The parliament of Slovenia passed legislation on Wednesday that will give the army more power to assist police with guarding the state border as thousands of refugees continue to flow into the country from Croatia after Hungary closed off its border.
This new legislation will allow soldiers to control borders when police are not present. The army already began assisting with the guarding of the border on Monday, but until now they have done so only when police were present.
Prime Minister Miro Cerar told reporters before the vote in parliament, "[On Wednesday] we will officially ask the EU ... for police back-up and for financial help."
Opposition parties continue to urge the government to follow in the footsteps of Hungary and put up a fence on Slovenia’s border with Croatia in order to stop an increasing number of refugees from entering.
An interior ministry official has said that the possibility "of safeguarding border crossings with physical obstacles" is something that will be considered if the number of refugees attempting to enter Slovenia rises in the coming days.
Slovenia’s efforts to stop the flood of refugees since Hungary closed its border with Croatia on Friday have created knock-on effects throughout the Balkans, with thousands being stranded at border crossings.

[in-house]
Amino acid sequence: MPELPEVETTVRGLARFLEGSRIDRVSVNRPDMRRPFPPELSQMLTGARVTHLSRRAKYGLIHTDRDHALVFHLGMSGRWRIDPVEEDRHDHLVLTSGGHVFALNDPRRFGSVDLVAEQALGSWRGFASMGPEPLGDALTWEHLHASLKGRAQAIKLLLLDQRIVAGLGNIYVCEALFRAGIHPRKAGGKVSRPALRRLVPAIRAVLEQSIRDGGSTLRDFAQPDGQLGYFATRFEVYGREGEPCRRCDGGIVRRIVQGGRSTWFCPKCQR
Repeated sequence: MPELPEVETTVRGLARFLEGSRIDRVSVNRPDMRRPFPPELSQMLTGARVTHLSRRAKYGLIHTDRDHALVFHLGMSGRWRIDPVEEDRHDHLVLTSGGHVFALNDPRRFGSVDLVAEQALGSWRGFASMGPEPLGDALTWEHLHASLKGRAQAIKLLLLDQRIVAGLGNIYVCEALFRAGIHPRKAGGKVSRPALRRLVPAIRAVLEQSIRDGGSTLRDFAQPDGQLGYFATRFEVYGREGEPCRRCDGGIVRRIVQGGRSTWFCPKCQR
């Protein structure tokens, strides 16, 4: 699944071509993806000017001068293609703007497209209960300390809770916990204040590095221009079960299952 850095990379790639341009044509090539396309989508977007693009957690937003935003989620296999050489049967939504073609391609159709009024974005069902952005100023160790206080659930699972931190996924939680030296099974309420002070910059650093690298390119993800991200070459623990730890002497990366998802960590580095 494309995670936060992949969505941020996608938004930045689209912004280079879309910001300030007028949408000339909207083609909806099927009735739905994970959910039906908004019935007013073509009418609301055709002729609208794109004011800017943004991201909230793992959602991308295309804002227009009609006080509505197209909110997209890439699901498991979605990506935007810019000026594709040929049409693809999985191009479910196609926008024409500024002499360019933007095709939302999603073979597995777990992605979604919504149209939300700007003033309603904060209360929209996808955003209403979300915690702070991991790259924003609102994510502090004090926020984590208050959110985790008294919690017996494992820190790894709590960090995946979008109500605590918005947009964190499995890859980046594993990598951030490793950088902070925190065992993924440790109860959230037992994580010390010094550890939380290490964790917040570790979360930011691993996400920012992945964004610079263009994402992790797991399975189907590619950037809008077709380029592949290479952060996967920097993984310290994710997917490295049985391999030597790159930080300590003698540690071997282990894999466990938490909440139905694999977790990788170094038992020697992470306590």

At least 12,100 refugees currently remain in Serbia, Cerar said on Tuesday. Approximately 6,000 refugees entered Austria from Slovenia on Tuesday, a police spokesman in the province of Styria has said.
Slovenia, which is the smallest country on the Balkan route for refugees and has a population of two million, has positioned 140 soldiers on the border in order to help police handle the refugee situation.
Over 500,000 refugees have arrived by sea to Greece this year and the number of arrivals is expected to greatly increase, with refugees making a rush to avoid the harsh conditions of winter, the UN has said.
Most of the refugees are aiming to reach Macedonia and then cross over to Serbia with the aim of reaching Western Europe through countries such as Slovenia and Croatia, trying to avoid the path they previously took through Hungary.